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Volume 49, Issue 2 — February 2019


Rise of the Shadow ESG Regulators: Investment Advisers, Sustainability Accounting, and Their Effects on Corporate Social Responsibility

by Paul Rissman and Diana Kearney

Actions that fall under the catchall of “corporate social responsibility” have been viewed with skepticism. In the United States, part of the blame lies with lax laws and regulations surrounding social and environmental disclosure. Disclosure may soon be vastly improved with finalization of the Sustainability Accounting Standards Board’s (SASB's) financially material social and environmental reporting standards. While the standards are voluntary, the fact that they have been endorsed as “material” by many of the world’s largest investment advisers will transform them into legally actionable standards. This Article describes the current situation in which corporations have a deepening financial interest in fighting against authoritarianism and climate change, highlights a significant root of the problem as to why most companies still have far to go in strengthening their corporate social responsibility standards, discusses potential solutions to this problem, describes SASB's mandate, and explores the implications of this new regulatory role that large asset managers have unwittingly assumed.

The Changing Nature of Conflict, Peacebuilding, and Environmental Cooperation

by Carl Bruch, David Jensen, Mikiyasu Nakayama, and Jon Unruh

With respect to conflict and post-conflict environmental peacebuilding, three key themes characterize the post-Cold War world: (1) a change in how wars are fought and financed; (2) the United Nations’ more frequent and wide-ranging intervention in conflicts, as well as its increasing emphasis on peacebuilding; and (3) a change in international environmental policy and international cooperation around the environment. This Article discusses each in turn, their interrelationship, and the recently emerging interdisciplinary field of environmental peacebuilding. It concludes with recommendations for scholars and practitioners to continue to build this field.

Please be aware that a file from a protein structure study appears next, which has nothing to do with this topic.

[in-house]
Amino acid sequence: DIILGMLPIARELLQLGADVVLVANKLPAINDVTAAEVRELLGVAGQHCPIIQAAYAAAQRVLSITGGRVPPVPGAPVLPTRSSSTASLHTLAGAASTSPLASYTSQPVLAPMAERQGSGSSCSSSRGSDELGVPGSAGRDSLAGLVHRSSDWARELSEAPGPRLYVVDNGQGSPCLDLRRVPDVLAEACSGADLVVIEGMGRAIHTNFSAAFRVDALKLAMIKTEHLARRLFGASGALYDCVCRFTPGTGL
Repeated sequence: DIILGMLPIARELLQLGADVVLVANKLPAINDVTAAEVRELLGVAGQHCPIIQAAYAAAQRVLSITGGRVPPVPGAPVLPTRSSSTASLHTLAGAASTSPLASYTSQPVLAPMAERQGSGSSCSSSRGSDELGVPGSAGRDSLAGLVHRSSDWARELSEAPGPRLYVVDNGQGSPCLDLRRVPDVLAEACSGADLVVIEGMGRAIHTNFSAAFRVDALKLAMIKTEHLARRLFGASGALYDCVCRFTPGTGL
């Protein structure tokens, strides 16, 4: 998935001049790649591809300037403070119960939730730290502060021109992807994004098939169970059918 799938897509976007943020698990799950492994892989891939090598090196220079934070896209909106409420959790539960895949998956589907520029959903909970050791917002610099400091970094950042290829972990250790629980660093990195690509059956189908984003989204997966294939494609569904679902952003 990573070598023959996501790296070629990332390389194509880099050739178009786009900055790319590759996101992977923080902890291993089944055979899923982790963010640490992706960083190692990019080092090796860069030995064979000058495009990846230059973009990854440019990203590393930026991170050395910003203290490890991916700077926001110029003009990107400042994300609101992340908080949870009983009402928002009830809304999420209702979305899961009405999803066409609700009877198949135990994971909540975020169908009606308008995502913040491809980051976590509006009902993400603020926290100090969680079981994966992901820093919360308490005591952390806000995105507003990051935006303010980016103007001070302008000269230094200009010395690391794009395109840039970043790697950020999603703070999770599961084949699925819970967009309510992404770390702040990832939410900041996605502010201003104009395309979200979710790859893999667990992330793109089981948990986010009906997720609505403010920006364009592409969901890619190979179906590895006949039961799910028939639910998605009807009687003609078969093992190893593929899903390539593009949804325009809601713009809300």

The Evolution and Influence of International Environmental Norms

by Armin Rosencranz, Shubham Janghu, and Pratheek Reddy

This Comment explores the evolution and influence of international environmental norms. One of the present authors, Prof. Armin Rosencranz, in a 2003 article discussed the origin and emergence of these norms. That article identified 20 norms as either prevailing or rising in the field of environmental law and organized them generally in order of their emergence. This Comment provides a comprehensive update, focusing on how 16 of these norms have evolved and continued to influence international environmental law, and sequencing the norms in terms of their broad acceptance and impact on the global landscape of 2018.


The Use of PFAS at Industrial and Military Facilities: Technical, Regulatory, and Legal Issues

by Scott Fulton, Peter Zeeb, Adam Baas, Eric Burneson, Rula Deeb, and Virginia Yingling

Contamination of drinking water by per- and polyfluoroalkyl substances (PFAS) has garnered much attention in recent years. PFAS include perfluorooctane sulfonate (PFOS) and perfluorooctanoic acid (PFOA), and PFAS exposures and risks can result in regulatory concerns and active management at contaminated sites and surrounding areas. On September 12, 2018, ELI hosted leading experts for an in-depth discussion on the sources, overarching chemistry, environmental fate and transport, exposure, toxicology, and occurrence of PFAS, with emphasis on the state of knowledge regarding the characterization, risk management, and remediation of PFAS-impacted sites. The panel provided updates on state and federal regulatory issues, and explored the spectrum of legal challenges associated with the use of PFAS at industrial and military facilities. This Article present a transcript of the discussion, which has been edited for style, clarity, and space considerations.